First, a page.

After interviewing 15 candidates for the same role, it may seem like the perfect choice to go with the one that has the most extensive background. In fact, you may even think that second rounds are unnecessary at this point.
Don’t fall into this trap.
While a candidate’s experience may be invaluable to your business, there are other things that you should look at when qualifying candidates. We argue that these “things to look for” are just as, if not more, important than experience.
Let’s dig into what we need to do when interviewing candidates.
Before the interview:
- Select behavioral attributes (core values) you want all staff to emulate. As part of the STUCK Breakthrough Strategies advising process, we have a tool that helps our clients choose which attributes to evaluate candidates with, list in their job descriptions, and include in performance reviews. Some examples include: “gives honest feedback”, “makes others better”, and “accountable and meets deadlines”.
- Define the key responsibilities of the role you are hiring for. The key responsibilities help you identify what the employee will be doing and will help the candidate understand what the role involves.
- Create your behavioral interview questions. How to Decrease the Risk in Hiring explains how to effectively and easily create behavioral interview questions. This is because the answers to these questions will show how candidates have demonstrated these skills in the past and will foreshadow how they will use them in the future.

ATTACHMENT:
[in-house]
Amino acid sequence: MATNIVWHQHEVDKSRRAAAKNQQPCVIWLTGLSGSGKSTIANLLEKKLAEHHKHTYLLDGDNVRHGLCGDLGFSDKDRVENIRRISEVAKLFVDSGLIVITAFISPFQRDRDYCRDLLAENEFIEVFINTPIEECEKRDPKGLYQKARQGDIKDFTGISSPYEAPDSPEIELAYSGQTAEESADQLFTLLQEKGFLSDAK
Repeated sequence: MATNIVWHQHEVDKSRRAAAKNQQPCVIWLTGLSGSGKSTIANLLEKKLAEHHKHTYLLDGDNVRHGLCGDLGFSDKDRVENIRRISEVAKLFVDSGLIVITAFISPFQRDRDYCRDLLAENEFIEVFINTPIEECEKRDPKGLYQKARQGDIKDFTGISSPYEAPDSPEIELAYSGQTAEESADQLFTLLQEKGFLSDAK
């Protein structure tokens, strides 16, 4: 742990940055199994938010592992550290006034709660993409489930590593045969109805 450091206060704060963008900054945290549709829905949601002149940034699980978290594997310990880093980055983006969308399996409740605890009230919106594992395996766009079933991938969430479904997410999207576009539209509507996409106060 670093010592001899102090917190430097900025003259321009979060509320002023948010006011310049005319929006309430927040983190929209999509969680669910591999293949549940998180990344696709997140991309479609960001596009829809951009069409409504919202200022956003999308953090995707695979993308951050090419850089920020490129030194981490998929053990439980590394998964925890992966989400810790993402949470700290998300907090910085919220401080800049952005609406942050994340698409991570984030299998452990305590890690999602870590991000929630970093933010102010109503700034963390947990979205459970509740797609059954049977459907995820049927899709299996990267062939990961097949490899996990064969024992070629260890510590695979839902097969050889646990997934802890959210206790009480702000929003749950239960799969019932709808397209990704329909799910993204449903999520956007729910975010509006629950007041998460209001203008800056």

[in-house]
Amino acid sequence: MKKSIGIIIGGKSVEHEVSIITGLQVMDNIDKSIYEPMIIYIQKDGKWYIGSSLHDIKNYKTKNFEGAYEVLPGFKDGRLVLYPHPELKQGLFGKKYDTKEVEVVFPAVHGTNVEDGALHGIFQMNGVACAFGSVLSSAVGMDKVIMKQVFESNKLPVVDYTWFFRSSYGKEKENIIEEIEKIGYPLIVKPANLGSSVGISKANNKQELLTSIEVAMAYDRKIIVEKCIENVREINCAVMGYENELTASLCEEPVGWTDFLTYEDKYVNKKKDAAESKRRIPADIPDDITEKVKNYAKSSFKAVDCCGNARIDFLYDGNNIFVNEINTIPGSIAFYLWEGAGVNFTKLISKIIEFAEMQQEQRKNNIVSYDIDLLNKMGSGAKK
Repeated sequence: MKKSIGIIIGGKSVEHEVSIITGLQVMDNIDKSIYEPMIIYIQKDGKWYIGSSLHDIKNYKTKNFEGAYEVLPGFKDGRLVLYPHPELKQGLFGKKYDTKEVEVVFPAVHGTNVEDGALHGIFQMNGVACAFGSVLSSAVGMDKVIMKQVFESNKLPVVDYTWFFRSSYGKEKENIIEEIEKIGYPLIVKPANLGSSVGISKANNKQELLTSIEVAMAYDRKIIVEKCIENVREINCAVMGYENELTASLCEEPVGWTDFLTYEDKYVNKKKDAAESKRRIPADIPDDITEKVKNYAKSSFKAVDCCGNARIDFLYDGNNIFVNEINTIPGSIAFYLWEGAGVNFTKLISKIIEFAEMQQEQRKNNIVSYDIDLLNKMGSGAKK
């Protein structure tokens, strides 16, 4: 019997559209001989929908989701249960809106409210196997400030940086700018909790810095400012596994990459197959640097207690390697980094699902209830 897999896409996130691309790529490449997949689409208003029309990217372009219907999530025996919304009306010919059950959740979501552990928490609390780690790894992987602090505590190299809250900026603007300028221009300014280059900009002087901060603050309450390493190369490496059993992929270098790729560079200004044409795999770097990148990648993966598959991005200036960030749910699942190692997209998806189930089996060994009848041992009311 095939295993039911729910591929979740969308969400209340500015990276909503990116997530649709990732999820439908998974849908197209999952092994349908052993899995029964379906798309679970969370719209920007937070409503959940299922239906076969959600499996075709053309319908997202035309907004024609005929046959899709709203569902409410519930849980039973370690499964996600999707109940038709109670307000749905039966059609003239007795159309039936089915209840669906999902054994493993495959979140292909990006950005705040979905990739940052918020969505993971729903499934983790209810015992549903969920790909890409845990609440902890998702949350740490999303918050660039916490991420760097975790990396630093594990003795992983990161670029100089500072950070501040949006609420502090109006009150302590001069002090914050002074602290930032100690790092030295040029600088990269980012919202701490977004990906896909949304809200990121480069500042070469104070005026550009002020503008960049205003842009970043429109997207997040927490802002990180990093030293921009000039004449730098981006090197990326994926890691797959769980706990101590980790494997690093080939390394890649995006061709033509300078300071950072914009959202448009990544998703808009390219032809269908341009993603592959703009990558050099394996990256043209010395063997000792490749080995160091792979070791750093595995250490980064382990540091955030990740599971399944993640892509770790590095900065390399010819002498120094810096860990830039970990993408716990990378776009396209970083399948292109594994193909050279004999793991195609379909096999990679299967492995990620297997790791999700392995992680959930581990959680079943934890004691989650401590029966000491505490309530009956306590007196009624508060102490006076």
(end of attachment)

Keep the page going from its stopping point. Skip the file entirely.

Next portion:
When all three of these items are defined, it will be much easier for you to know who your ideal candidate is and will lead you down the path of a successful hire.
During the interview, you need to uncover these important characteristics:
- A culture fit. Hiring someone who doesn’t fit your culture, no matter what their experience is, can cause problems and be disruptive.
- Identify signs that they believe in your vision, business model, and goals. Behavioral interviewing will help with accomplishing this. Make sure that their actions will match their words. Ask questions about these items. Use open ended and behavioral questions to bring about the topics and see if they really understand your business’ goals. In addition, make sure they prove they have the right work ethic and have a willingness to learn by speaking to both. Both attributes are critical when developing a culture of growth.
- They are trustworthy, in more than one way. When we say, “trustworthy”, we mean more than people who don’t steal, lie, or do illegal or unethical things. That’s obvious and is easily remedied. What we mean here are people who can align themselves with the business plan and view the business as something bigger than themselves. When you empower these people, the business becomes easier to scale. This leads, again, to a culture of growth.
In December, STUCK co-founder, Jerry Jendusa, spoke at BizTimes’ 90 Ideas in 90 Minutes event. Watch him speak to the importance of incorporating business trust in the workplace.
Remember, when interviewing candidates, hire someone who uses the business plan to do the right things on their own, understands the mission and its purpose, fits into the company culture, and can make decisions on behalf of the company. When this happens, you likely found a good fit.
Get Unstuck offers more tips on how to grow your start-up or established business. Topics span from creating an effective business plan to valuing your business. Get Unstuck was written by Jerry Jendusa and is based off his story of growing his basement start-up to an international 100M business.
For more tips on how to improve your business, follow STUCK Coaching on LinkedIn, Twitter, and YouTube.